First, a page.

Trunk Bay – St. John’s US Virgin Islands

Sonya & Jason on their special day

The St. Thomas trip was a blast and is probably the first “real” vacation that our family has taken in about a year.  When you work for your own company, when you don’t work you don’t earn.  But with that said, the trip was most certainly one for the memory books and we’re proud to add Jason to the family.  Here is a shot of me with all my girls so to speak.

Judy, Aaronita, Pilar and Jared after the wedding

Getting Ready For Next Tax Season

So other than all the exciting stuff mentioned above, I was also busy working on building up the practice.  While tax season is only a four month affair, there are always things that need to be done as we strive to grow.  First there was the addition of some new sales reps to the firm.  I’m pretty excited that they will represent the company well and continue to spread the word of what a wonderful practice we have.  In the offseason we also added a monthly newsletter to our advertising arsenal.  The response to it has been pretty good thus far, especially when you have a monthly contest where you’re giving away $50 gas cards!

Other things we worked on included some of the following:

  • Continued servicing of our growing number of bookkeeping clients
  • Increasing our advertising reach via supporting local church bulletins
  • Expanding our current client referral program with one we think will generate some real excitement come January (more on this to come in the next few weeks)
  • Renewing and expanding our partnership with EPS Financial as we strive to continue to offer economical and responsible financial products to those who are “unbanked”

So as you can see, my summer was filled with lots of activities, lots of fun, and lots of work.  Now all we have to do is try and gauge how  delayed the tax season will be due to the Fiscal Cliff and the IRS scrambling to decide which way to go with updating their system.  Who said being in the tax field was boring?  Until next time!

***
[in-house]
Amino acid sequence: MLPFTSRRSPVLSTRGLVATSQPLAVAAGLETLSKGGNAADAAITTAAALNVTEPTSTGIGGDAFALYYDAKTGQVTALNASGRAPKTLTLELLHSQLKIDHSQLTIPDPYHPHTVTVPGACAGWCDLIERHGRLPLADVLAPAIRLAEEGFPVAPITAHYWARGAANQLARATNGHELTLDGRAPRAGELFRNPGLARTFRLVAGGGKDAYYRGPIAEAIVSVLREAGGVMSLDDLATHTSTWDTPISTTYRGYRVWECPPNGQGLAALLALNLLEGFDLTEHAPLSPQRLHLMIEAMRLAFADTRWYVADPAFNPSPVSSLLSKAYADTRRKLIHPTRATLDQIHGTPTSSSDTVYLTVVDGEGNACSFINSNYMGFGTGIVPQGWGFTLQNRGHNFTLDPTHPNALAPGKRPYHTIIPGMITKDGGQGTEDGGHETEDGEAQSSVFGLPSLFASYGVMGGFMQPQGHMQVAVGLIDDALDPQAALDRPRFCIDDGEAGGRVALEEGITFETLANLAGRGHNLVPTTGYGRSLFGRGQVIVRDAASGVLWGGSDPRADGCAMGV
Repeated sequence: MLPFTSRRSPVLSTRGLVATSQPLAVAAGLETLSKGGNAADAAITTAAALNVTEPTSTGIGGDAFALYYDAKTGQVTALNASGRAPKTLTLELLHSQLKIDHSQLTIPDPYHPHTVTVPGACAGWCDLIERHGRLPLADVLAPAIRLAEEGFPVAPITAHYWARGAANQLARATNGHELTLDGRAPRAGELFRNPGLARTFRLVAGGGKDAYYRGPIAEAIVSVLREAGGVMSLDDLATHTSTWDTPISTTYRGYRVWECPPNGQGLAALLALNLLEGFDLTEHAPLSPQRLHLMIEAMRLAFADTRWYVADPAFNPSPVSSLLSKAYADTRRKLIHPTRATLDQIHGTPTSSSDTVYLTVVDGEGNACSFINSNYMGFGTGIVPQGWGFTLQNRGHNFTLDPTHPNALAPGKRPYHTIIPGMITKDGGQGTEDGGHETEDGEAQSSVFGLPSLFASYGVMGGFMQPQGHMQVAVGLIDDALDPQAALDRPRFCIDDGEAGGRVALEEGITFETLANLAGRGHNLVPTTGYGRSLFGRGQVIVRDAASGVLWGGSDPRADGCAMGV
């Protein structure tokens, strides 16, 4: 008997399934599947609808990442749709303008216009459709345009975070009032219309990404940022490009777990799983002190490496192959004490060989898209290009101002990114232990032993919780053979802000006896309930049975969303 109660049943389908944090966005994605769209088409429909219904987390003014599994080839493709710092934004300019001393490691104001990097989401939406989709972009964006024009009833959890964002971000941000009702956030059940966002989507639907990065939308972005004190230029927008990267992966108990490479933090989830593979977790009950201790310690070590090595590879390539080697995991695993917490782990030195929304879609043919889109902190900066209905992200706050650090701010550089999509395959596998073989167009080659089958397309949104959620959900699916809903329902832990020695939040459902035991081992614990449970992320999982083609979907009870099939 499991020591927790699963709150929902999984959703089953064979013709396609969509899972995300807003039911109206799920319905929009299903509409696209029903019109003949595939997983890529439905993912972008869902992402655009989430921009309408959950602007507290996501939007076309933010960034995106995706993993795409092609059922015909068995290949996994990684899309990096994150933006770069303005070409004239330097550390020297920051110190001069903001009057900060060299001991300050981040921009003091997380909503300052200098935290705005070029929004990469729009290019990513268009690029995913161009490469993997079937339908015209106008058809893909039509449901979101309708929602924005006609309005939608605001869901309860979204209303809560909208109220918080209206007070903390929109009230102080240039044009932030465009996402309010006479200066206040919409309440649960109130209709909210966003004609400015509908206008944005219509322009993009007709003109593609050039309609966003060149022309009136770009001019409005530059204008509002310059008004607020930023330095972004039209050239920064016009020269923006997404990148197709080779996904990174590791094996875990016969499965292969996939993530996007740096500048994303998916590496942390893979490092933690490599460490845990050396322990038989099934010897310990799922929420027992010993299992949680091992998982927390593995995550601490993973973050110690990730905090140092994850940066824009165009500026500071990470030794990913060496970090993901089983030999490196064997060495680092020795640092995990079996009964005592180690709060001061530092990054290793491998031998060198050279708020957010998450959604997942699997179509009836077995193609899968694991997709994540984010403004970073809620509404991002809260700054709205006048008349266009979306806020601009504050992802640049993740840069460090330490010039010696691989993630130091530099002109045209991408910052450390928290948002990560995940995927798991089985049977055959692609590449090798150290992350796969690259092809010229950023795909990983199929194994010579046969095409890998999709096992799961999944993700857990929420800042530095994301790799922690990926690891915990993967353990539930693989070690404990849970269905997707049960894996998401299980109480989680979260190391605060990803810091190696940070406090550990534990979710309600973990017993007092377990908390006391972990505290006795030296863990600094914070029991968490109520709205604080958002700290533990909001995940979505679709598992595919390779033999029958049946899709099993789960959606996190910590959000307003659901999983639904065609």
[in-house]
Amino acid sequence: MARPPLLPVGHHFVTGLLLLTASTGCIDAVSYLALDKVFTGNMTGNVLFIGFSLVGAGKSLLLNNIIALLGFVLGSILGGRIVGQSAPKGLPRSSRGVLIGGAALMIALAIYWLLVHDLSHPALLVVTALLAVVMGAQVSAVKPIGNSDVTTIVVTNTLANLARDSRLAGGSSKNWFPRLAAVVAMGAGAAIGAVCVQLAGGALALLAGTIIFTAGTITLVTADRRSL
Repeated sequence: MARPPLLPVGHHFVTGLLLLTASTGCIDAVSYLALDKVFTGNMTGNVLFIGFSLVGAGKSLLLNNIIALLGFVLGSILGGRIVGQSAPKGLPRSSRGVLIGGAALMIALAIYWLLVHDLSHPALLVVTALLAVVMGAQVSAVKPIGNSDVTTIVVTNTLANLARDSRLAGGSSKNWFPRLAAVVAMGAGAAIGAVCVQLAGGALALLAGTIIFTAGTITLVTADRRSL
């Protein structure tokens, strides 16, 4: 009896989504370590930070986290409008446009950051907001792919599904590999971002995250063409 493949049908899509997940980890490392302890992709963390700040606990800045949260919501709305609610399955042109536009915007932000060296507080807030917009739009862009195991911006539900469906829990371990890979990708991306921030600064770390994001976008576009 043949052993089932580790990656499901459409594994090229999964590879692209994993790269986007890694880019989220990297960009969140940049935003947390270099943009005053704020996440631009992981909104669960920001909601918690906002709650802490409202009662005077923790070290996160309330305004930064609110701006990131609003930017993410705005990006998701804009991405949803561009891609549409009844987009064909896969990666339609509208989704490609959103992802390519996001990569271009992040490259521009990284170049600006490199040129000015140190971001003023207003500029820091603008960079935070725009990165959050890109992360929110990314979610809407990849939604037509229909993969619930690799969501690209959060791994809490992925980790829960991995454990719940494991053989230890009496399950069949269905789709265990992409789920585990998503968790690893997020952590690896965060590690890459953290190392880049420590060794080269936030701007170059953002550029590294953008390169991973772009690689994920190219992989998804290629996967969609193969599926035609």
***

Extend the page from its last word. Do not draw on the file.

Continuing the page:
By |2020-09-16T11:23:07-06:00December 8, 2012|Categories: Who's The Boss?|Tags: , , |Comments Off on My Offseason Vacation

Hey, Who Is That Guy?

Businesses are funny entities.  They make the products we purchase, seduce and entice us with their ads and even influence the world we live in.  But behind these often ambiguous enterprises are real life people like you and I.  They have lives, families, hobbies, interests, opinions and the like.  Yet, most customers never get to really meet these individuals who, in reality, are the life source of the company.  With that being said, I figured it would be nice to share some interesting facts about the guy who primarily runs this blog thingy.

So in short, my name is Jared R. Rogers.  I’m the guy at the helm of Wilson Rogers and have been for quite some time.  It is true that I am a Financier by trade and have been involved in many facets of the profession (Public Accounting, Industry Accounting, Operational Analysis, etc.) for over 13 years now.  Yet, I am far more than just a “numbers guy” and if you had a chat with me at length, you’d probably wonder just what I am doing in the accounting field.  So how about a quick round of 10 questions?

1.   Just how did you wind up in Finance?

Back in High School I had an interest in going into law enforcement.  But the idea of facing the thugs and hooligans of Chicago’s mean city streets didn’t really appeal to me.  Thus, I thought that working for the Illinois State Police or FBI was actually a better option.  Problem with the FBI is that in order to be an agent, you had to have a college degree in one of five fields (Accounting being one) AND you had to have two years of work experience.  Thus, when it was time for me to graduate, I decided to go and work for the Accounting firm KPMG, LLP.  Needless to say, I never went back and applied for that FBI gig!

2. You’ve been in the profession for over 13 years?

September 13th 1999; that was my first day in Corporate America.  Ironically, the picture below is me headed off to my first day as taken by my mom – yeah, my parents were gracious enough to let me live at home my 1st year after college (that was before I bought an apartment building at 23 and became a slumlord).